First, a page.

Infinity Spine Center Blog

Vegan and Paleoketovegan Secret Swag Sauce

Are you tired of choking down salads sprinkled with dirt and tree bark bits for dinner? 

Get on this Cornerman secret swag sauce recipe that’ll have your salad or some of those spiralized zucchini noodles tasting like Gordon Ramsay dropped in to make you dinner. 

Cornerman’s Tip #1: Culturing Veggies  At first, the culturing (or fermentation) process can seem a little daunting. Don’t be intimidated! I’ve been culturing for over 15 years and haven’t had a bad batch. There are some easy things you can do to ensure you get fine ferments. One of the easiest ways to prevent cultured food from going bad is to be sure that the brine (liquid juices) covers all the fibers of the vegetables or herbs or whatever it is that you decide to culture (see pic below). Although I’ve never used them, you can get fermentation weights to help keep the fibers below the brine. Just pack the fibers down with a spoon or tamper to get rid of air pockets and you will be good. 

So much flava flav

Along with all their nutritional benefits, cultured foods add gobs of flavor that is uniquely unattainable from anything else in your kitchen. 

One reason why cultured foods add so much flavor to your foods is that they contain acid produced from the bacteria. The acid tenderizes the food by breaking down fibers. As it tenderizes, all those secret swag sauce flavors penetrate the food.

Combine your cultured vegetables or juices from your cultured veggies with fat and you enter the big leagues! 

Cornerman’s Tip #2: Salad Dressing/Marinade Game
Making a salad dressing?

  • use a 2:1 ratio of fat to acid – if the fat you want to use is solid (like coconut oil) melt it in a pan first then incorporate it into the acid.

Need a marinade for your grilled portabellos?

  • use a 1:1 ratio for marinades – let food marinade a minimum of 30 minutes to 2 hours. If you’re grilling one of AZ Grass Raised Beef ribeyes, bathe it in the swag juices for 12 hours.

The First Cornerman Secret Swag Sauce:
Cultured Lemon Basil Garlic Paste

Here’s what you’ll need to snag!


  • 6 cups of fresh organic basil (about 2- 4 oz tubs)
  • 2 cloves of organic garlic
  • ½ teaspoon of sea salt
  • 1-2 organic lemons, fresh squeezed

Want the full recipe? Click here

Cornerman’s Tip #3: A Little Garlic Goes a Long Way
 If you love garlic like me, you’ll be tempted to add 17 more cloves of garlic to the recipe. Fight the temptation, my garlic-loving friends! A little garlic goes a long way when it’s cultured. I learned the hard way when I first started culturing. I was dripping garlic oil from my pores for at least 3 months!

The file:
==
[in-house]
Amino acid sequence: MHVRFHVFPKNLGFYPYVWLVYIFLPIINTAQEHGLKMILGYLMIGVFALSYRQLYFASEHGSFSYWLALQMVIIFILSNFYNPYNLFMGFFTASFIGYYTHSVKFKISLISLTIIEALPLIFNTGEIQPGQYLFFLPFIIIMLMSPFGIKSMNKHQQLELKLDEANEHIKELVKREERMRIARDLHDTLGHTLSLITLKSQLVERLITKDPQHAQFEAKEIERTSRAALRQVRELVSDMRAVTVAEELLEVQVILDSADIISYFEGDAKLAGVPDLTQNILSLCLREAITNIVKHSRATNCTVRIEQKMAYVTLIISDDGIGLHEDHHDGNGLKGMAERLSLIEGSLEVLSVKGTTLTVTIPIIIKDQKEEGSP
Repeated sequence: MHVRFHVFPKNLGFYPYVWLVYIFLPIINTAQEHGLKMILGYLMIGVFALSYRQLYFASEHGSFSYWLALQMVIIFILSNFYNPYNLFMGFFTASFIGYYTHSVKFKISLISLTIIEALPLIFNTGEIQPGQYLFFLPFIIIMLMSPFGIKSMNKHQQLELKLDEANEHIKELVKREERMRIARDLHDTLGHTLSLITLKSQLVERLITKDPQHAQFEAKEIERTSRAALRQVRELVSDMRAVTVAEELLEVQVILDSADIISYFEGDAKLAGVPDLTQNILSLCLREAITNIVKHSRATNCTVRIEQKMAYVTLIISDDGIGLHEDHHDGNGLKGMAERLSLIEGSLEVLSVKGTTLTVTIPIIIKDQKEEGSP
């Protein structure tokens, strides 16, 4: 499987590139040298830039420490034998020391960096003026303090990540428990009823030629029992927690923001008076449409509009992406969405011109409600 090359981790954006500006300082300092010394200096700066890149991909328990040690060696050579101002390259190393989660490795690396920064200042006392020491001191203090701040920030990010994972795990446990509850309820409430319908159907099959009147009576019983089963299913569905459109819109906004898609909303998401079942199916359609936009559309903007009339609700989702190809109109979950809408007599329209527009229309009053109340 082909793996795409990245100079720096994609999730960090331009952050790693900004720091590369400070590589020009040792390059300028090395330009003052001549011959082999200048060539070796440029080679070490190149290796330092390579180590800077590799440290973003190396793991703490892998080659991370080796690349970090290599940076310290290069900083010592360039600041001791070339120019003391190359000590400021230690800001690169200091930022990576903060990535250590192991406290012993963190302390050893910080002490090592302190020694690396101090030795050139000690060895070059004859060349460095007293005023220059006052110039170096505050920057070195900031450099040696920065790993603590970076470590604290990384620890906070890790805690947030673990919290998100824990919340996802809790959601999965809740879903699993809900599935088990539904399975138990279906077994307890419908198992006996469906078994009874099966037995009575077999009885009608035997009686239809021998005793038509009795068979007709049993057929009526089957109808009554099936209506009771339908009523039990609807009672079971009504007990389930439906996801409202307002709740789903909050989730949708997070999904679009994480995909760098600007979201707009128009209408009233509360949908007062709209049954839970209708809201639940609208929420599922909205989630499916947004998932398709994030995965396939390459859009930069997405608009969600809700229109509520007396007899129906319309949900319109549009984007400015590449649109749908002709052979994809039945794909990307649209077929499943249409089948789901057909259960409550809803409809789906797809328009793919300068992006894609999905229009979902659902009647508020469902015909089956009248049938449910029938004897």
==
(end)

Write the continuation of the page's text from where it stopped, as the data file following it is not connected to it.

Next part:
Check out the brine covering the vegetable fibers. That’s what you want to prevent gremlins from growing in your cultured veggies. 

Cornerman’s Tip #4: One-Stop-Shopping
 You can one-stop-shop all the ingredients for this secret swag sauce at Natural Grocers. The other more crunchy grocery stores, Whole Foods and Sprouts, only have huge bushel bags of organic lemons. Hit up Natural Grocers for your all your ingredients, including lemons, to make this secret swag sauce.

Cornerman’s Tip #5: Brown Thumb Gardening
 There’s something special about going into your backyard to gather food for your meal. Get on Gordon’s level of cooking and food prep by growing your own herbs. I started growing herbs in a small planter that I picked up a Lowe’s and it’s taking my cooking experience to a whole new level. It’s hasn’t been a month and look at how happy they are! They’re stoked about their new home!  

Day 1
Day 21!!!

5 Actionable Steps for a Twofer: Kitchen Swag and Gut Health

1. Baby steps. If it’s your first time making cultured veggies, make a small batch like in the recipe above. 

2. Green thumb it. Start growing your own herbs in your backyard. Basil, thyme, rosemary, and oregano are simple to grow.  

3. Gut bugs? If you have gut issues like candida or SIBO, pay particular attention things like digestion, poop, and your skin that may indicate you’re not ready for cultured foods yet. Remember “3 and 4, we adore”?

4. If you’re good with #3, one of the best ways to get in probiotics is cultured vegetables. The good guys (bacteria) produce enzymes as well as antibiotic and anticarcinogenic substances. If you’re unsure how you’ll respond to them, start by consuming a small spoonful at the beginning of your meal. 

5. Get your kitchen swag crackin’!  Master chefs like our boy Gordon combine fats (coconut oil or animal fat) and acids (found in cultured vegetables, wine, vinegar) to create swag drippin’ grub–and you can too! Start playing and watch your kitchen swag come unglued!

Have an awesome weekend!

Your Cornerman with love,

Dr. Thoma

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